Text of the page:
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Con: Investors will ignore invasion of Georgia and continue investing in booming Russia

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Gene Coyle
October 4, 2008
EDITOR’S NOTE: The writer is addressing the question, Should Vladimir Putin’s autocratic maneuvers stifle foreign investment in Russia?

The brief early-August war between Georgia and Russia brought about a dramatic drop in the value of the Russian stock market from its May high and an estimated $25 billion of foreign capital fled the country.


Recent questionable legal moves by the Putin/Medvedev administration against foreign firms in favor of Russian partners also contributed to these financial setbacks. Thus, the question of whether Western investors should continue doing business as usual in Russia is both a domestic and foreign behavior question.


The fighting in Georgia brought a knee-jerk reaction, but is unlikely to be a major consideration by foreign investors over the longer term, nor should it be.


With all due respect to Republican vice-presidential candidate Sarah Palin’s Russian expertise by virtue of having lived across the Bering Strait from Russia, her ABC-TV interview statement that Russia’s invasion of Georgia was unprovoked is factually incorrect and naive.


President Mikheil Saakashvili started the war by sending Georgian troops and tanks into South Ossetia, a province that broke away from Tbilisi when the Soviet Union collapsed. It has been a de facto separate region ever since and monitored by peacekeepers from the Commonwealth of Independent States.


Russians and Georgians have a long history of bad blood and Moscow has been particularly upset with Georgia over the last decade as it allowed safe haven to Chechen rebels, moved ever closer to the United States and sought to join NATO.


With these background factors, the Georgian attack into South Ossetia, technically still legally Georgian territory or not, presented Russia an excuse to teach the Georgians a lesson through a strong military response.


Russians have never been known for nuanced diplomacy. America was willing to risk World War III in 1962 over Russia’s placement of offensive missiles in Cuba. Are we surprised that Russia views America’s involvement in Georgia and pushing her for NATO membership with equal passion?


Saakashvili is a wily politician and has cleverly maneuvered the Bush administration into a promise of a billion dollars in aid, for “only” the cost of a few hundred lives and permanent loss of two provinces he wasn’t in control of anyway.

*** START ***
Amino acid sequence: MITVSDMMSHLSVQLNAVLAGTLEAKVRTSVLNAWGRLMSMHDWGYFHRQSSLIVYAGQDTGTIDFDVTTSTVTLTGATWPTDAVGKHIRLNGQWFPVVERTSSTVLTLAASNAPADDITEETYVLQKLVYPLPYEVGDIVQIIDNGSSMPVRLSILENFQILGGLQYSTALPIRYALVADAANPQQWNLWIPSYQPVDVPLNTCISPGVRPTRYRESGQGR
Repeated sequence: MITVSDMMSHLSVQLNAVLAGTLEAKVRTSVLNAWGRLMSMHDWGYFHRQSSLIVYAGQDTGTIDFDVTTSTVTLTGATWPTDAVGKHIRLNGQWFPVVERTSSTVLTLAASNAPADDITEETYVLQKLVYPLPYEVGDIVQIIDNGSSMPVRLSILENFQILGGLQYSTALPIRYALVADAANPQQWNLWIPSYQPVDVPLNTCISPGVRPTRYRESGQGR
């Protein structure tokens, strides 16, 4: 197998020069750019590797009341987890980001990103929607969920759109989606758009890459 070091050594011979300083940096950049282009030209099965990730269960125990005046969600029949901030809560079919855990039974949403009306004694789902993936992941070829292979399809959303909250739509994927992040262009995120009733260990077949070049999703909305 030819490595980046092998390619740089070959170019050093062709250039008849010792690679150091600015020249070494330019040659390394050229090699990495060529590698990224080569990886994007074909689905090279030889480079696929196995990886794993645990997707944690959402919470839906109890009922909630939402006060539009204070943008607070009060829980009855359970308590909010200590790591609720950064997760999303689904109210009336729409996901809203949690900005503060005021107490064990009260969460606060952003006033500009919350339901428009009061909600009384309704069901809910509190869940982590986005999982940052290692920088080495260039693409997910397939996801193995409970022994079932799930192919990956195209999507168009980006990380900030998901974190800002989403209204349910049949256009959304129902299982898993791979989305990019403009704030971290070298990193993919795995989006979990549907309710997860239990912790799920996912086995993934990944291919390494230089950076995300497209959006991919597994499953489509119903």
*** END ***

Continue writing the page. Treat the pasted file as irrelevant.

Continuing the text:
However, an unemotional look at the facts of this brief war will not convince European or probably even American investors that there is any moral reason to “punish” Russia by shunning long-term investment there.


And since Russia provides more than a third of Europe’s gas and oil supplies, there’s going to be no real reaction by the European Union, except for hollow rhetoric about respecting existing borders.


Western firms continue to flock to China despite its human rights record and the political issues of Tibet and Taiwan. Why should we anticipate any different behavior toward Russia?


What may give Western investors pause, however, is if Russian governmental agencies at the behest of the Kremlin continue to take blatantly biased tax, visa and regulatory actions against Western partners, as they did to force concessions to the Russian partners of BP and Royal Dutch Shell.


Post-Soviet Russia has been seen to date as a risky investment arena, but still a place to make huge returns on investment even after deducting for the cost of bribery.


But if Russia comes to be seen as a country where the rule of law is undependable, foreign companies will slow or stop investments, particularly in the energy sector where Russia still needs Western capital and know-how to develop new fields.


Fifty percent of Russian tax income in 2007 came from oil sales, so while Europe needs the oil and gas, it is a two-edged sword.


The Russian economy must also diversify if it is to continue to prosper and to do so, it needs the West. It is economic self-interest, particularly with oil prices dropping, that may moderate Russian government behavior, not saber-rattling by the Bush administration.


Gene Coyle, a Russian specialist with the CIA for 30 years, now teaches at Indiana University’s School of Public and Environmental Affairs. Readers may write him at SPEA, Ballentine Hall 502, Bloomington, Ind. 47405.

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